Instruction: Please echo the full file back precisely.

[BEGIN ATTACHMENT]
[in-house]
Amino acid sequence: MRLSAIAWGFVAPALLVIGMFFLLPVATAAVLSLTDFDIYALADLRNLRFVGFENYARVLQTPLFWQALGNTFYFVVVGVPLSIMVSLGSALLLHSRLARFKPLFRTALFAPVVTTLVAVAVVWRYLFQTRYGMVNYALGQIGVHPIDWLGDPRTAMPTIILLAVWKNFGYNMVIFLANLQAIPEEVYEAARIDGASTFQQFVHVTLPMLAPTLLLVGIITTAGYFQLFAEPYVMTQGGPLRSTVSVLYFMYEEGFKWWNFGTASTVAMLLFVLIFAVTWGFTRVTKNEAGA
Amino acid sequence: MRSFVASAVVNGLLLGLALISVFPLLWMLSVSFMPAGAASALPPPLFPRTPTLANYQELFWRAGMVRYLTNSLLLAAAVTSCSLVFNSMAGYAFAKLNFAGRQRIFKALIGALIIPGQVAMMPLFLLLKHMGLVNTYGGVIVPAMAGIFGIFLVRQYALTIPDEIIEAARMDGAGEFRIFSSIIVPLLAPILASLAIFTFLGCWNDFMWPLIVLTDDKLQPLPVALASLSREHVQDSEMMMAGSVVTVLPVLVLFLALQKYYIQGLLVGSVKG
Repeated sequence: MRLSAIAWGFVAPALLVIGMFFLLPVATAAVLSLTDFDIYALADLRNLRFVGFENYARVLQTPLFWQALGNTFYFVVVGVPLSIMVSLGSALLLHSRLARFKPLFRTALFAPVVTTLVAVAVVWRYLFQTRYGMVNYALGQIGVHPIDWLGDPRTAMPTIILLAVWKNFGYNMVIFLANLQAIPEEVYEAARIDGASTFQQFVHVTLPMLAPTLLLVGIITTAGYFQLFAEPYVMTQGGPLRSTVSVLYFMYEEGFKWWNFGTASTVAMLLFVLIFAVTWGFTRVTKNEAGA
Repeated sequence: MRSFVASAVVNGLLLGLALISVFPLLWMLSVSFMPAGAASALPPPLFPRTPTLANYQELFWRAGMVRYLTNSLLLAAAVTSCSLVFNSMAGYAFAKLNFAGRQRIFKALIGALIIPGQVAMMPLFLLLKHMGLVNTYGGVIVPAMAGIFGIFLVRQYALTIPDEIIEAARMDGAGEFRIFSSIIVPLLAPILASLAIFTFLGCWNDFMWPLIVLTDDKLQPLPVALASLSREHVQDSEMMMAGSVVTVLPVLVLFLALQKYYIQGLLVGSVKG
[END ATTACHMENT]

[in-house]
Amino acid sequence: MRLSAIAWGFVAPALLVIGMFFLLPVATAAVLSLTDFDIYALADLRNLRFVGFENYARVLQTPLFWQALGNTFYFVVVGVPLSIMVSLGSALLLHSRLARFKPLFRTALFAPVVTTLVAVAVVWRYLFQTRYGMVNYALGQIGVHPIDWLGDPRTAMPTIILLAVWKNFGYNMVIFLANLQAIPEEVYEAARIDGASTFQQFVHVTLPMLAPTLLLVGIITTAGYFQLFAEPYVMTQGGPLRSTVSVLYFMYEEGFKWWNFGTASTVAMLLFVLIFAVTWGFTRVTKNEAGA
Amino acid sequence: MRSFVASAVVNGLLLGLALISVFPLLWMLSVSFMPAGAASALPPPLFPRTPTLANYQELFWRAGMVRYLTNSLLLAAAVTSCSLVFNSMAGYAFAKLNFAGRQRIFKALIGALIIPGQVAMMPLFLLLKHMGLVNTYGGVIVPAMAGIFGIFLVRQYALTIPDEIIEAARMDGAGEFRIFSSIIVPLLAPILASLAIFTFLGCWNDFMWPLIVLTDDKLQPLPVALASLSREHVQDSEMMMAGSVVTVLPVLVLFLALQKYYIQGLLVGSVKG
Repeated sequence: MRLSAIAWGFVAPALLVIGMFFLLPVATAAVLSLTDFDIYALADLRNLRFVGFENYARVLQTPLFWQALGNTFYFVVVGVPLSIMVSLGSALLLHSRLARFKPLFRTALFAPVVTTLVAVAVVWRYLFQTRYGMVNYALGQIGVHPIDWLGDPRTAMPTIILLAVWKNFGYNMVIFLANLQAIPEEVYEAARIDGASTFQQFVHVTLPMLAPTLLLVGIITTAGYFQLFAEPYVMTQGGPLRSTVSVLYFMYEEGFKWWNFGTASTVAMLLFVLIFAVTWGFTRVTKNEAGA
Repeated sequence: MRSFVASAVVNGLLLGLALISVFPLLWMLSVSFMPAGAASALPPPLFPRTPTLANYQELFWRAGMVRYLTNSLLLAAAVTSCSLVFNSMAGYAFAKLNFAGRQRIFKALIGALIIPGQVAMMPLFLLLKHMGLVNTYGGVIVPAMAGIFGIFLVRQYALTIPDEIIEAARMDGAGEFRIFSSIIVPLLAPILASLAIFTFLGCWNDFMWPLIVLTDDKLQPLPVALASLSREHVQDSEMMMAGSVVTVLPVLVLFLALQKYYIQGLLVGSVKG